I was in Cairo with Dean Jim Glaser, Associate Dean Sheila Bayne and Professor Greg Crane. It was a coincidence that we were there just a few days before the outbreak of the recent protests. While we were there the Tunisian revolution was underway, so there was talk of those events. I think we speculated about whether the Tunisian events would have an effect across the Middle East, but no one had any idea of much of an effect they would have on Egypt. I lived in Egypt in 2001-2002 for a year, and I follow the political developments there pretty carefully. I'm certainly not alone in having sensed that the situation under Mubarak was untenable, but I never could have imagined that it would turn out the way it has. I think I would have sooner conceived of ten other scenarios before imagining the events that we've seen. So in that sense I was completely surprised.
Why do you think Cairo might be a good choice for Tufts undergraduates looking to study abroad? Are you having second thoughts about establishing a program there?
We're going to monitor the situation, but I think we all hope that the outcome will be very positive for our study-abroad plans. Before we went, I think I was the one in our group who was most apprehensive about the idea of a Tufts program in Cairo. There has been an observation about students who study abroad in Egypt as opposed to other parts of the Arab world, which is that they don't tend to do as well in their language studies. Cairo is a fairly cosmopolitan city, and there are a lot of foreign students there who are able to mingle among themselves. Also we are interested in the American University in Cairo, which is an Anglophone university that brings a lot of great things to the table, but for language teaching may not be the ideal situation. So I went there feeling a little skeptical, but now everything that is happening has made me much more enthusiastic. Of course we have to see where it goes, but I think possibilities are opening up in a way that they couldn't before, and Egypt may play an important role in shaping the future of the region.
What do you think is the most important element of a student's study abroad experience?
Language isn't always what pushes students to go abroad. With intensive summer programs and other programs, language training here can be quite good, and there are certain problems with studying abroad that are out of your control. So if you're just intending to get to a certain level of language acquisition in an academic sense, you might not even want to go abroad. However, study-abroad is invaluable for other reasons: my own predilection is really towards an experience that allows students to see how another society functions, to really come to terms with the fact that out there in the world there are other ways to see things, other ways that things may be done. And that gives students a great opportunity to think about their own societies, as well.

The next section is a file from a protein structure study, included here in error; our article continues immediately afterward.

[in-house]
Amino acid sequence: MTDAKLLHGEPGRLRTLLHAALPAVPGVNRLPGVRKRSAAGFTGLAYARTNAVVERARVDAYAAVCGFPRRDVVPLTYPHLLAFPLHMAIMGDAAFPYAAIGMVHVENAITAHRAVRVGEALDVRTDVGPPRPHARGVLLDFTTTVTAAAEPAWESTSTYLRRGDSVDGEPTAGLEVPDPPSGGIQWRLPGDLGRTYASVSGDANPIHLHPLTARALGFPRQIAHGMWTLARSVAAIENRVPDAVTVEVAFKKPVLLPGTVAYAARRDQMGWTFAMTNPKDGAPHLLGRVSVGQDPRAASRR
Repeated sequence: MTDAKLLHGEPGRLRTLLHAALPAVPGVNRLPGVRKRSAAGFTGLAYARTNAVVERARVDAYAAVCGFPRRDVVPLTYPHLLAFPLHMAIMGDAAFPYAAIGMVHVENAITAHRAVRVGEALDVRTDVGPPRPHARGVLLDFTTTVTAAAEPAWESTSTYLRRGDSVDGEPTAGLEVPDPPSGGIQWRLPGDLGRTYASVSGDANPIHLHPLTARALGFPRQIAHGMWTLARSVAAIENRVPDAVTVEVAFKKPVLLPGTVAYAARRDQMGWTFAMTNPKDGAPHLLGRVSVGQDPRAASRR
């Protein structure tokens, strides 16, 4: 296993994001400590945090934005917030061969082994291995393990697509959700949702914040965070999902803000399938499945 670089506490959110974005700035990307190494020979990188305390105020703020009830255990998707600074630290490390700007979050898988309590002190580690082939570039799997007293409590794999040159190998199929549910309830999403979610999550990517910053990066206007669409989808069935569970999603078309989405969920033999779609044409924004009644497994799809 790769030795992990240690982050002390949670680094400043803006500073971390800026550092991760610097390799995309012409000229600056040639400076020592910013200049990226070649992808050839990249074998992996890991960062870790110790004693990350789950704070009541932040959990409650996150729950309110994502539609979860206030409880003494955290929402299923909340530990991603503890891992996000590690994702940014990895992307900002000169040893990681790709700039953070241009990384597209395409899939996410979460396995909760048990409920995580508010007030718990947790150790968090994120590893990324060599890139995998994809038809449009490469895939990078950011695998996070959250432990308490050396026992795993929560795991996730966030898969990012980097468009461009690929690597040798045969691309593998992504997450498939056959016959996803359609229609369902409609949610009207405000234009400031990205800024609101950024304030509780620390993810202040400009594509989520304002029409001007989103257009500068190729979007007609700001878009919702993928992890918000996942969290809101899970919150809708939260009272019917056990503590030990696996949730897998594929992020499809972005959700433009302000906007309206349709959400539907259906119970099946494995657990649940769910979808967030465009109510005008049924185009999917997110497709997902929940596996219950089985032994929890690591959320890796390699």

Where have you lived abroad or in other parts of the US?
I grew up in Iran, and I have a lot of family on the East Coast. In the U.S. in the place I've lived the longest is New York City. Also, as I mentioned earlier, I lived in the UK for four years. And finally, I've spent a fair amount of time in Egypt, Lebanon, and in Israel and Palestine, mostly for my research and studies.
What are some of your hobbies and interests outside the classroom?Note: Articles listed under "Middle East studies in the News" provide information on current developments concerning Middle East studies on North American campuses. These reports do not necessarily reflect the views of Campus Watch and do not necessarily correspond to Campus Watch's critique.
Mainly I play music. I play an instrument called the oud, which is an instrument common from North Africa all the way to Central Asia. It's a popular instrument in Arabic and Turkish music, and a little less so in Persian music. So music is my main extra-curricular interest. I'm also an avid cyclist – that is, when the weather allows, of course.